Comment: The country’s biggest website and largest newsroom, Stuff, is advancing a restructure that will see senior and high-paying roles redundant and the exit of some prominent journalists.
Among those leaving or at risk are former broadcaster and MeToo investigations lead Alison Mau, who departs on Tuesday, and the role of editor of the newly renamed The Post newspaper in Wellington.
The latter role was only filled by former RNZ producer Caitlin Cherry in February but could be subsumed into the editorship of Sunday Star-Times editor Tracy Watkin, who it is understood could take over responsibility for Stuff’s parliamentary press gallery team.
Stuff began consulting on the restructure last week and wanted feedback by Monday, with possible decisions later this week.
It follows the decision by owner and chief executive Sinead Boucher to step away from the management role and become chair of the business, with a new CEO, ex NZME executive Laura Maxwell taking over soon and operations split into three distinct units.
Stuff is the highest-read news website in the country, with 1.9 million monthly unique readers in May, a commanding 150,000 ahead of nzherald.co.nz, which had once boasted of claiming that crown. Both big sites are lower by several hundred thousand a month than in past-year peaks.
A Stuff spokesperson told Newsroom the split into three businesses – Stuff Digital, Stuff Masthead Publishing and Stuff Brand Connections – “is the start of a new story for the Stuff Group, with all of the jigsaw puzzle that we’ve been working on for the past three years coming together as we keep focusing on making a positive impact on Aotearoa”.
Maxwell and the managing directors of the three businesses “are building the future operating model and have begun discussions with senior staff about the shape of the new businesses. These discussions are confidential to those staff. We won’t be commenting about individual roles.”
Asked what might happen now to Stuff’s project to highlight MeToo harassment, discrimination and sexual offending cases, the spokesperson was non-committal.
“Every day Stuff journalists up and down the country work to uncover stories where people have been the victims of harassment, violence or injustice. Whether local reporters covering local stories or investigative journalists exposing significant abuses of power, the commitment from all of our journalists is unwavering”.
So it is unclear if the #MeTooNZ project will continue. Mau is also a columnist for the Sunday Star-Times and her piece appeared in print on Sunday.
Mau, a former TV presenter and radio talkback host, took on the mantle of investigative journalist when joining Stuff with considerable fanfare in 2018 and has led high-profile inquiries since.
She and other big name journalists appointed under Boucher would have been at the higher end of Stuff’s salary range. As advertising revenues declined sharply over the past year on top of Covid-19 era pressures, the business restructure could see other jobs disappear.
It’s understood roles that under the former structure were at or near the top of journalistic management, both at digital and newspaper/regional newsroom level, are being re-cast, with the fate of the incumbents unclear.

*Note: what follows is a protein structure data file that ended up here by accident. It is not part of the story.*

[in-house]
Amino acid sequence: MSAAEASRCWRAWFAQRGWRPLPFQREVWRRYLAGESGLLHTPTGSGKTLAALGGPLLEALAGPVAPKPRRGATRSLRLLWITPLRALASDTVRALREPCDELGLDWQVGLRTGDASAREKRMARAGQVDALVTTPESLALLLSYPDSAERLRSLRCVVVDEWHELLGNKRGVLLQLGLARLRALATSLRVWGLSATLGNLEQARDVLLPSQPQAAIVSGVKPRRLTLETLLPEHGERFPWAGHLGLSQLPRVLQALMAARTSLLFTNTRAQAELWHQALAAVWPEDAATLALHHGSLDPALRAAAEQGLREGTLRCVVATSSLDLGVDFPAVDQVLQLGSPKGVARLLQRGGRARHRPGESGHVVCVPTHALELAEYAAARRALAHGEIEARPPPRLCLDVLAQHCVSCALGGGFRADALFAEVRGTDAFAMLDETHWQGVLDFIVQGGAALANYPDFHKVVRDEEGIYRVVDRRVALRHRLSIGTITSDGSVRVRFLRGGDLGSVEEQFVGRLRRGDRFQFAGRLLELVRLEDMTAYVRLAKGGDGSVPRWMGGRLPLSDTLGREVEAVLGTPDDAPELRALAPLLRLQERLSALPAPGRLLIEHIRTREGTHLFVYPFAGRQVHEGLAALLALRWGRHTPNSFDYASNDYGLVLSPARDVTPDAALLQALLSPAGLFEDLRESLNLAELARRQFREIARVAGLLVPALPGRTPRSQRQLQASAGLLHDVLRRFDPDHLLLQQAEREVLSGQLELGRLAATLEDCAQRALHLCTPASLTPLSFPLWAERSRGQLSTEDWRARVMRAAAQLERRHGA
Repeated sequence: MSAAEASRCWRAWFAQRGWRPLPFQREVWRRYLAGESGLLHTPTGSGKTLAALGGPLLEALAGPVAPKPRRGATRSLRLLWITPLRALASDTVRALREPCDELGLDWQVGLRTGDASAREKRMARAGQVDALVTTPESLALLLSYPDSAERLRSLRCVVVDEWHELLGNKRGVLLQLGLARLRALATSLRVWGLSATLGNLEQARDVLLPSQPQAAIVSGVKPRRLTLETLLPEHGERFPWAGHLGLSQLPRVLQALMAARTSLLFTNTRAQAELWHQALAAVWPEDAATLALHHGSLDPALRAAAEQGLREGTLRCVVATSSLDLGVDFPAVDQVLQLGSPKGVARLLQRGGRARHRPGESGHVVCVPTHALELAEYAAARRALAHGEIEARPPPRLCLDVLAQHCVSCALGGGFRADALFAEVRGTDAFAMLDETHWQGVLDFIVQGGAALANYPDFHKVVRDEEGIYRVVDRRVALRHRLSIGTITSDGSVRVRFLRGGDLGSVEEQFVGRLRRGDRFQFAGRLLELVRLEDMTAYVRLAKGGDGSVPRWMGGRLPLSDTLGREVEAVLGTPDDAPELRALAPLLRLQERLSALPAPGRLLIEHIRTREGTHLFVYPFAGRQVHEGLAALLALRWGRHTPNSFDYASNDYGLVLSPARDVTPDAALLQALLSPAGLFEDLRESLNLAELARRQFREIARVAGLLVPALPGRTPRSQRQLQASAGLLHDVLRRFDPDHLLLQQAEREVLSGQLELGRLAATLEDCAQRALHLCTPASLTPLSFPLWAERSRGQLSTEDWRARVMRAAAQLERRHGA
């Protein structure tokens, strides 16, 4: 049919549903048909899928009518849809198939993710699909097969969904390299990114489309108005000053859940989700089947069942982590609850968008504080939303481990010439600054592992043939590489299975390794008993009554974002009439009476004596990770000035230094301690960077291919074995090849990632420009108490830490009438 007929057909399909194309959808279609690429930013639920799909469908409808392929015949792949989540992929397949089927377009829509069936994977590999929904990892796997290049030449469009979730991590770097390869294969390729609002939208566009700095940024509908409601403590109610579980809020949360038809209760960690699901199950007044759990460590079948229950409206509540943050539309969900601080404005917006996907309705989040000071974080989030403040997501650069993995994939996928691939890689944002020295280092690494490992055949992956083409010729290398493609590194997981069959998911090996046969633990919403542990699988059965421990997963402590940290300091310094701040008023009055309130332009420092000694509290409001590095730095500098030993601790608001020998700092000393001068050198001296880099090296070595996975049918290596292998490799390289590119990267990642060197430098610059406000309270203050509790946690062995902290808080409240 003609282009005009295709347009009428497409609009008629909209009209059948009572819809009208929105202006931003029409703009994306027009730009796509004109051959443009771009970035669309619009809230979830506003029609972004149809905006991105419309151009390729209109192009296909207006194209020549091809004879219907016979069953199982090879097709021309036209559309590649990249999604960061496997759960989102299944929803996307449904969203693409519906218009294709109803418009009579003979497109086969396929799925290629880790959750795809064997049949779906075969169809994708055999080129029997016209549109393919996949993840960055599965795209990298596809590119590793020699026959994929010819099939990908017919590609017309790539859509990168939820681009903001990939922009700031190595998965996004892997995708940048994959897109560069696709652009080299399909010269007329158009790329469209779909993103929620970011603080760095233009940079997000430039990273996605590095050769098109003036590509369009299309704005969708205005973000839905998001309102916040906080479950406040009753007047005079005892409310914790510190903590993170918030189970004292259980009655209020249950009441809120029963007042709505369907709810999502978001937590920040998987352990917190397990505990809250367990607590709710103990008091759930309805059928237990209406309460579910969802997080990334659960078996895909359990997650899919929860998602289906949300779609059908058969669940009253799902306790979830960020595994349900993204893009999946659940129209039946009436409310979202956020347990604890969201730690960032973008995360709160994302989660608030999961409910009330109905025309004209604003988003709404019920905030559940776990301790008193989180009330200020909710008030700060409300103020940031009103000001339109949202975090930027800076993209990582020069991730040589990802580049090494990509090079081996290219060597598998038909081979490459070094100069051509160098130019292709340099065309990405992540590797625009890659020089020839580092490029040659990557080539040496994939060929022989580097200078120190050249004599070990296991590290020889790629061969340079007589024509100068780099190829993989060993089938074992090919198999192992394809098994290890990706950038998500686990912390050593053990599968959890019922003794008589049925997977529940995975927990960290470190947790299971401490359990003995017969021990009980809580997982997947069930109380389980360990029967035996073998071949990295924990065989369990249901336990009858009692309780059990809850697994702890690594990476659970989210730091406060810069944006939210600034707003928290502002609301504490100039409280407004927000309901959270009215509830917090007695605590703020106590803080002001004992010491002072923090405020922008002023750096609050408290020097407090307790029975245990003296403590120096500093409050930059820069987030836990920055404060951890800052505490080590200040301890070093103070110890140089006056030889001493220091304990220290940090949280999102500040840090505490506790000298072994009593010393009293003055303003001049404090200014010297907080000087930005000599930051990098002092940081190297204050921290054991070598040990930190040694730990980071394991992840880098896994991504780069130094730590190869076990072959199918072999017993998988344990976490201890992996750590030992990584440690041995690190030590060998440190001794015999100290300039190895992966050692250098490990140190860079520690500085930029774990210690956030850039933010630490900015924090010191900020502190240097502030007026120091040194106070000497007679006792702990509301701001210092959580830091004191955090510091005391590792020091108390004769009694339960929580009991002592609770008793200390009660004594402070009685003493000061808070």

Stuff launched a form of regional paywall, for digital subscriptions, on April 29, charging for news from The Press in Christchurch, The Post in Wellington and The Waikato Times in Hamilton. It did not apply a paywall to the main Stuff site and therefore does not have a subscription regime for the large Auckland market.
The company indicated it would not make its subscriber numbers public, with Boucher joking she could instead inform her annual shareholder meeting of one.
Stuff’s main publishing and digital competitor, NZME, has reaped the rewards of a decision in 2019 to introduce a premium content paywall for nzherald.co.nz – in 2022 pulling in around $14m in digital subscription income.
The changes to the business structure, journalistic leadership and salary cost base are being led by the new broom of management. When Boucher bought Stuff she won strong personal kudos from staff and the brand has become synonymous with its owner.
As the time approached for surgery to the firm’s structure and staffing, it makes sense for it not to be the reputational responsibility of one person.
Revenues for media businesses that rely on advertising have been hard-hit through the cost-of-living crisis, with the housing market slowdown and retailer and entertainment sectors reducing spends and frequencies of ads.
The Stuff spokesperson did not respond to a question on the role of editor of The Post, held by Cherry for just under five months, being merged with the editorship of the Sunday Star-Times.
When Cherry was announced for the role, Stuff’s chief content officer Joanna Norris (who herself has had her role refined down to cover the print mastheads’ journalism and regional paywalls) said:
“We’re thrilled to have Caitlin leading our newsroom in the capital. She is a fierce advocate for the city and as a lifelong Wellingtonian, she is inherently aware of all that is newsworthy in the city and region.”
RNZ external inquiry under way
The number of RNZ stories altered by a rogue digital editor and highlighted on the public broadcaster’s website now sits at 41.